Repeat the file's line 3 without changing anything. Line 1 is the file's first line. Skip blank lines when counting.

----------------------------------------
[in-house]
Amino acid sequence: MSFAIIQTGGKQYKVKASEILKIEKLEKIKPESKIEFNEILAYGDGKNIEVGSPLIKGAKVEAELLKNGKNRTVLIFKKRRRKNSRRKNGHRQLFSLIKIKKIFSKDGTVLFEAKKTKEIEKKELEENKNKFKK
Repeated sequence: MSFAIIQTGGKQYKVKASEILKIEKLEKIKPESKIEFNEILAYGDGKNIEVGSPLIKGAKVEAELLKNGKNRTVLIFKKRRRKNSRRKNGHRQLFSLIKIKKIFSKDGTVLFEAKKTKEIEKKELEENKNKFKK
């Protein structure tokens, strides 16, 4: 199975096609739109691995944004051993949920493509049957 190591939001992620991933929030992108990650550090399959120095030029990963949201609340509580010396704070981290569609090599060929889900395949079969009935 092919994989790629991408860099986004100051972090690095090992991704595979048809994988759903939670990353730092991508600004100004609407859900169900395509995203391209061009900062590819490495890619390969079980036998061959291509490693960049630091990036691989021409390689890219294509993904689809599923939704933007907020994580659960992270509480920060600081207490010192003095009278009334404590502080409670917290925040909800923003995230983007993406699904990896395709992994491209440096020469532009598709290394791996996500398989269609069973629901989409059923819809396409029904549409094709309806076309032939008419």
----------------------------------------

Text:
Repeated sequence: MSFAIIQTGGKQYKVKASEILKIEKLEKIKPESKIEFNEILAYGDGKNIEVGSPLIKGAKVEAELLKNGKNRTVLIFKKRRRKNSRRKNGHRQLFSLIKIKKIFSKDGTVLFEAKKTKEIEKKELEENKNKFKK